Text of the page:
Admittedly, I was a child so long ago that birds still had teeth and tails and electronic gadgets weren't invented.
From: severus_fangirl Date: November 21st, 2006 03:35 am (UTC) (Link)
...I used to enjoy having catalogs read to me, (Black & Decker mostly). Now of course, it was when (a) I was probably already reading on my own and (b) it was in between tons of other real books my dad read to me. But kids do enjoy weird things. :)

Now the thing that tells you what to draw? Is weird.

What I also think is weird are these things I noticed a few years ago that kids are supposed to trade amongst themselves - they were little CDs that had 1 pop song on them. Very odd.
From: severus_fangirl Date: November 21st, 2006 03:40 am (UTC) (Link)
I'd like to add that when I was a kid (in the early 90s) I had this electronic thing where you had to stick the correct letter into it. It was often wrong. ("Give me the letter P. No. You are wrong. Give me the letter P.") Yes, it really did say "You are wrong". In a mean voice. And it didn't acknowledge if you were right...
jiminyc From: jiminyc Date: November 21st, 2006 04:12 am (UTC) (Link)
I'm sure you probably know where I stand on this issue - right there beside you. Heck, my kids are grown up and we still love curling up together with crayons and construction paper! Reading together and playing together were very much a part of their childhood lives and I think that's why we're all such good friends now that they're (mostly) grown.

I could never understand why people who didn't want to be with kids went to all the trouble and expense to HAVE them. I hate that vein of advertisements, too.
From: bangcollision Date: November 21st, 2006 06:59 am (UTC) (Link)
I definately agree with you, parents should be doing the teaching/taking that small amount of time to actually go out of their way and do things like that instead. My little brother though, does use LeapFrog in the car (my parents want him to be playing with my other brother or with them while home etc) and it definately has improved reading skills that my mom has a hard time helping him with. She spends plenty of time with him, plays games with him as a stay at home mom, and even does those little activity books for reading and reads to him/he reads to her, but the LeapFrog has taught him a lot. I think they're annoying, but if used as a supplement it can definately be useful.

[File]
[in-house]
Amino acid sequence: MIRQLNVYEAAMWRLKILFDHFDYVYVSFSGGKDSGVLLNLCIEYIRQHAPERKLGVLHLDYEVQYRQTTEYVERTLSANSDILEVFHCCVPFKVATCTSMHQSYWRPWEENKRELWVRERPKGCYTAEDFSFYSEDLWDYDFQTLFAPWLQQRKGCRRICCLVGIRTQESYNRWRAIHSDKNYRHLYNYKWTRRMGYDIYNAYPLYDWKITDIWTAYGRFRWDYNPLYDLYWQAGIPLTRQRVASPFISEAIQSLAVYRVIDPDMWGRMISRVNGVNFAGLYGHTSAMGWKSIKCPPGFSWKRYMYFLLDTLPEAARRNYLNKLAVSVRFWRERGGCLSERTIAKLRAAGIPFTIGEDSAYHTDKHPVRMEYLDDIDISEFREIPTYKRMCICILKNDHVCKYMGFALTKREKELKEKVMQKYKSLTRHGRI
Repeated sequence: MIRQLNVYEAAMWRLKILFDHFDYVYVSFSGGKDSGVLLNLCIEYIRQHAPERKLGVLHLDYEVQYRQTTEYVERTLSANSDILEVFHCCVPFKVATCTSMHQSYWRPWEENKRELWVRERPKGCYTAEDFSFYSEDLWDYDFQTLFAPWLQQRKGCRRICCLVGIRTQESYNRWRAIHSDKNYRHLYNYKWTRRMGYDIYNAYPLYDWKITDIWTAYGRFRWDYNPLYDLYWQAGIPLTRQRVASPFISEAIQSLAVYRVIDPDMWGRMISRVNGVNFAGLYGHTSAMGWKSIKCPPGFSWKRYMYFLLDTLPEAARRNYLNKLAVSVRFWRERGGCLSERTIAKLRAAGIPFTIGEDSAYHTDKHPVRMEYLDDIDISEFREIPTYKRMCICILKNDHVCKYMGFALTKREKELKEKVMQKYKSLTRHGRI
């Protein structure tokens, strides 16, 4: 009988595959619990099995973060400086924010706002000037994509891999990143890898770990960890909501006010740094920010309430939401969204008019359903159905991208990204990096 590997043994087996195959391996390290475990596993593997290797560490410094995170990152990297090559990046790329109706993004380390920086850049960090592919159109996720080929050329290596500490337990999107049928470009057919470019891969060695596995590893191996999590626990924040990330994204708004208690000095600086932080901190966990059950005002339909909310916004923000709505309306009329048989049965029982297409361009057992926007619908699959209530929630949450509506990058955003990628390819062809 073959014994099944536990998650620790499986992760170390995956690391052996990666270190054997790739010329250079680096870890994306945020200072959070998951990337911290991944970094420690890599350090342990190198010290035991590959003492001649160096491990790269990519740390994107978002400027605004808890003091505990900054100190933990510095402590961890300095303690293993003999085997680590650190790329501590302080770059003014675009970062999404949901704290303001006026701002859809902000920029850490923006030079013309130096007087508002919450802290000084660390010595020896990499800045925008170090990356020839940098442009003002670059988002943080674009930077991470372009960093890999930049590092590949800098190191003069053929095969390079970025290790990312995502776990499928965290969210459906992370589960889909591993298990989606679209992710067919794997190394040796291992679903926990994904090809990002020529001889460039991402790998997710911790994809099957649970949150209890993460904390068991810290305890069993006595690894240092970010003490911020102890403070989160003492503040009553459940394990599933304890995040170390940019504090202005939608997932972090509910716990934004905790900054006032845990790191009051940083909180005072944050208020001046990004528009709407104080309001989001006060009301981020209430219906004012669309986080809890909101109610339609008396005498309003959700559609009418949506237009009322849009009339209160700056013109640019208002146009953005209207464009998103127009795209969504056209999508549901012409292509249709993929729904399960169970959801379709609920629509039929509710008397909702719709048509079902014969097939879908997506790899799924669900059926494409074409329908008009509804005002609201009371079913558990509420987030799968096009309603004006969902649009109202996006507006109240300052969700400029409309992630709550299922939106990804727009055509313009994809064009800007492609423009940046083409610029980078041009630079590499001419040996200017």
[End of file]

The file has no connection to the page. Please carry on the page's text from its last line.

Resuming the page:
alkari From: alkari Date: November 21st, 2006 07:12 am (UTC) (Link)
I'm like eir de scania - grew up in dinosaur time, when there were no such thing as electronic gadgets. My parents read to me, and gave me lots of books, and blocks (Gasp! to build things with), and pencils, pens, paints and paper, and modelling clay / plasticine ...

My brother and I rapidly moved out of the children's section in our local library, and were turned loose in the teen section (well, what idiot thought that a mere 9 y.o. couldn't cope with Jules Verne) or shortly thereafter, the whole adult library. Once we could borrow from the adult section, we had a family visit to the library before going on holidays, because you could get out 6 books on one card (max. 3 fiction). The four of us would each get out 6 books, and the family rule was: Two books that YOU wanted to read especially, and the other four had to be something "for everyone". Twenty four books used to just about last our family for three weeks' over summer holidays!! Oh yes, and we also played family GAMES - Scrabble, Monopoly, etc.
From: kristinholt Date: November 21st, 2006 01:16 pm (UTC) (Link)
Or how about, I don't know, teaching your child to do something with books other than look at them?

I haven't seen any of those commercials, but am annoyed right along with you. There's too much emphasis placed on learning toys instead of kids learning through experience or parents.

Kids aren't even being taken to the zoo through the school any more, much less the library or the museums. And a lot of parents aren't stepping up to fill the gaps.

I live about 35 miles south of Houston, home to resources galore. My kids are 6 and 10, with my 10 year old being extremely gifted. His reading level is easily college level, along with his reasoning. However, he's not getting any science or social studies instruction at school whatsoever. He's learning everything from me and the History Channel. They haven't even discussed the origins of Thanksgiving yet, past Pilgrims good and Indians bad. In the fifth grade.

Ok. I'll stop ranting now. But yes, education begins at home. And should continue in schools but doesn't.